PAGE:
Friday, August 24, 2012

Oops. We were wrong, but we're a bank, so what?

Thanks to Jesse Felder for pointing out that Bank of the Cascades lied (misspoke? made an error?) about its results in the last half of 2011.

The " had overstated the amount of capital it had on hand relative to its assets.

The error meant the bank incorrectly reported to investors and regulators that it was in compliance with the order's Tier 1 leverage capital ratio during the last six months of 2011.

The bank in 2009 agreed to shore up its capital as part of a "cease-and-desist" order with the Federal Deposit Insurance Corp. and the Oregon Division of Finance and Corporate Securities." THE OREGONIAN

I don't know why, but I've always been dubious of this bank, especially since it was riding so high during the bubble, that I couldn't imagine how they were escaping the consequences.

They are downplaying the "incorrect" reporting; and the way the regulators are handling banks, they'll no doubt skip right past it.

Still...I've been wondering for a long time how they are really doing....


Duncan McGeary said...

I know it's petty, but when I was being careful during the boom, this bank was getting loads of rave press ...and it seemed to me they were way overextended. (which is why they looked to be doing so well -- classic.)

So it is a local example of how the banks seem to be getting away with misbehavior that the rest of us would pay dearly for...

Duncan McGeary said...

To me it's a small case of "moral hazard."

Let me explain. So, sometimes, I'll have competitor who seem to be doing much better than me -- and taking away some of my business, and it hurts and I don't like it, but....I know that there are certain things you can and you can't do in business and if the competitor is breaking those rules, that it will eventually catch up to them.

There's a saying: "Success is the best revenge." O.K. Let's say, "Success is the best confirmation." You want to believe that by doing things right, you will be rewarded in the end.

A "moral hazard" would be seeing your competitor doing things wrong, and getting away with it.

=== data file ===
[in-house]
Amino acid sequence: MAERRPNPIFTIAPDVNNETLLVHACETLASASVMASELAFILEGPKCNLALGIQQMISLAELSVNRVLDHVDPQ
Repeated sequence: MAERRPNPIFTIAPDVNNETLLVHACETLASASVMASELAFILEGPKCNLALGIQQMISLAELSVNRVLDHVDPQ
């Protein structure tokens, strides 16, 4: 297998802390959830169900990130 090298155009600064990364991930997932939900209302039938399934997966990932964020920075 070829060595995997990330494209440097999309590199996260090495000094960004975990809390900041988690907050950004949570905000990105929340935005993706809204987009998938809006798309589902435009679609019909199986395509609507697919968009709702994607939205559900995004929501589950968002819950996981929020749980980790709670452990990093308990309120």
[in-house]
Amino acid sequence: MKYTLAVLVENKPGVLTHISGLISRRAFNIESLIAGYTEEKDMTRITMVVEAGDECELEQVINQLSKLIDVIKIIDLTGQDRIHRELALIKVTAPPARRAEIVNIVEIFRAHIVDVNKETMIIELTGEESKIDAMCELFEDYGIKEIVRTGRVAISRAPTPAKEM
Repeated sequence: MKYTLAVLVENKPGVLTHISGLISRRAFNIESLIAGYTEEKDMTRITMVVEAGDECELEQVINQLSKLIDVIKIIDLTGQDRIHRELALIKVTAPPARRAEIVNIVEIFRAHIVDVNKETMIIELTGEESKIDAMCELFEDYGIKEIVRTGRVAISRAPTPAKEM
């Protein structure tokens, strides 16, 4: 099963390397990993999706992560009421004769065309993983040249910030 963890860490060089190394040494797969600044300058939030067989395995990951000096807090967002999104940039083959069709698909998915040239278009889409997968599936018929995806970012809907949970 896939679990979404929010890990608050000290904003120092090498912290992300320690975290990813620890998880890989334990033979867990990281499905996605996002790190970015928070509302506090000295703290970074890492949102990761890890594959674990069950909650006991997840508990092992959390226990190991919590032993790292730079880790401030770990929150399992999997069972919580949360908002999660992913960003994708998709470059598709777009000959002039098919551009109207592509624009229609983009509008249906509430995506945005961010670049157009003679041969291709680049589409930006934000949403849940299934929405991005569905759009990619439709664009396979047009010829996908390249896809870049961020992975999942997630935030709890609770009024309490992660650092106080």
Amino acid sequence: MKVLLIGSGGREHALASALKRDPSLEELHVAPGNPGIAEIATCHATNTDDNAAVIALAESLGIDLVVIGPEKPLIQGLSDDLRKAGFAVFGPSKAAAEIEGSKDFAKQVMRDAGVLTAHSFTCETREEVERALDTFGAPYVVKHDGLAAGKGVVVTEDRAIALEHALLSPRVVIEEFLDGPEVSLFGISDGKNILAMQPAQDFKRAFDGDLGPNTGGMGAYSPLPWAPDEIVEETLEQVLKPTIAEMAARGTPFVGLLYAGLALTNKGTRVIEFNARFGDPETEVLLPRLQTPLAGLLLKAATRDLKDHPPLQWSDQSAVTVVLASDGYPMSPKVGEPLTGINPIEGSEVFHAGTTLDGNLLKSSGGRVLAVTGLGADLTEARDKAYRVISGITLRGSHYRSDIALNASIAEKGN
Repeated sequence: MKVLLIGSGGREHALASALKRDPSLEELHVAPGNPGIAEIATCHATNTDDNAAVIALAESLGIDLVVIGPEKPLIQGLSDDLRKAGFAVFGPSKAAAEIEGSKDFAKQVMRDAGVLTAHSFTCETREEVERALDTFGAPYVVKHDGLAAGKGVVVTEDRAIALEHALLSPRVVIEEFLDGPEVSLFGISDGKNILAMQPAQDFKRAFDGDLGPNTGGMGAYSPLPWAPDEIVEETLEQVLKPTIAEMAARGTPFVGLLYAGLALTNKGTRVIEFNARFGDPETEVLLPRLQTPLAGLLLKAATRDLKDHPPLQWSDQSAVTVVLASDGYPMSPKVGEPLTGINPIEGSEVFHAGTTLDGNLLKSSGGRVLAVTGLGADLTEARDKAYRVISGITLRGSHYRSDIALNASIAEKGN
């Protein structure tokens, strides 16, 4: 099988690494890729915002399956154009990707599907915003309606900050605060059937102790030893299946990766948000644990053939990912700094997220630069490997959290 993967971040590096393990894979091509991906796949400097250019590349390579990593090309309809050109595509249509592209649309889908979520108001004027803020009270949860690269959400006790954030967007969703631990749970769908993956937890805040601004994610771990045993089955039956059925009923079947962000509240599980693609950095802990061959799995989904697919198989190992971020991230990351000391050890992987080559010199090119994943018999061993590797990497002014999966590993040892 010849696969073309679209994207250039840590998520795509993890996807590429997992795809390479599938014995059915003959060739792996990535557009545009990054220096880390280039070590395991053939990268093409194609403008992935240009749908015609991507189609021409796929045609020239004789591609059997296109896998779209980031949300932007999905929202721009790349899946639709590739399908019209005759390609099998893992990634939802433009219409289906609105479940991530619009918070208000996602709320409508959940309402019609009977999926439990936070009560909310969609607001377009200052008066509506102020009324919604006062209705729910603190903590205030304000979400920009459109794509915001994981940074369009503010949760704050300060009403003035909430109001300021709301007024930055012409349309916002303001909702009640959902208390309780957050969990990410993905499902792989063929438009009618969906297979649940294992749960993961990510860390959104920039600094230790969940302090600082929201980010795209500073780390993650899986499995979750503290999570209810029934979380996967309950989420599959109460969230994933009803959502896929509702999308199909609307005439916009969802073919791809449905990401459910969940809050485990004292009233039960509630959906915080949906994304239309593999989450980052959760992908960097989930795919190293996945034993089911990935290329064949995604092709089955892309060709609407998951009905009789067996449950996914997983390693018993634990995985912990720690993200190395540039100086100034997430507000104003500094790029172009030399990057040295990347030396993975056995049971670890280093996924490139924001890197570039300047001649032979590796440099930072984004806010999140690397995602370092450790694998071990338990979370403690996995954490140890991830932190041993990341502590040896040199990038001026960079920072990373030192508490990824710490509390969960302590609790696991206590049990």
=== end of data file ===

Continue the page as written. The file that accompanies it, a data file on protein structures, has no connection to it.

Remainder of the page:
That seems to rarely happen in business -- at least not for long.

But banks seem to be a different story.

So Cascade Bank people were being interviewed at the height of the boom, and it was very clear to me that they being extremely aggressive and -- dare I say, foolish -- in their growth strategies. Not only that, but they were getting awards and a huge stock run-up and I'm assuming bonuses based on being so risky.

So the moral hazard is that, if that strategy backfires, they pay the price.

A business will not survive this kind of behavior.

But I believe the management managed to retire with the reputations intact, the bank just kept going, and it doesn't seem that anyone paid the price. (Well, the stock has gone way down, so the stockholders have...)

There was someone in the era of the bubble blogs who was saying he was shorting Bank of the Cascades -- and boy, it I'd had the money, I would've too.

So if you are a local, or regional bank, and you're being careful, but you're watching BOTC's just grow and grow, and get awards and on on on....

And then be bailed out, basically.

That's your moral hazard. And that your reason to do it THEIR way next time....

Duncan McGeary said...

Anyway, that's how I interpret "moral hazard." BOTC's had little to do with me, it was just their public relations that rubbed me the wrong way.

H. Bruce Miller said...

Has The Bullshittin reported this? If not, do you think it will?

Duncan McGeary said...

As far as I can tell, the Bulletin didn't report this.

Or if they did, it was passed off as of little consequence.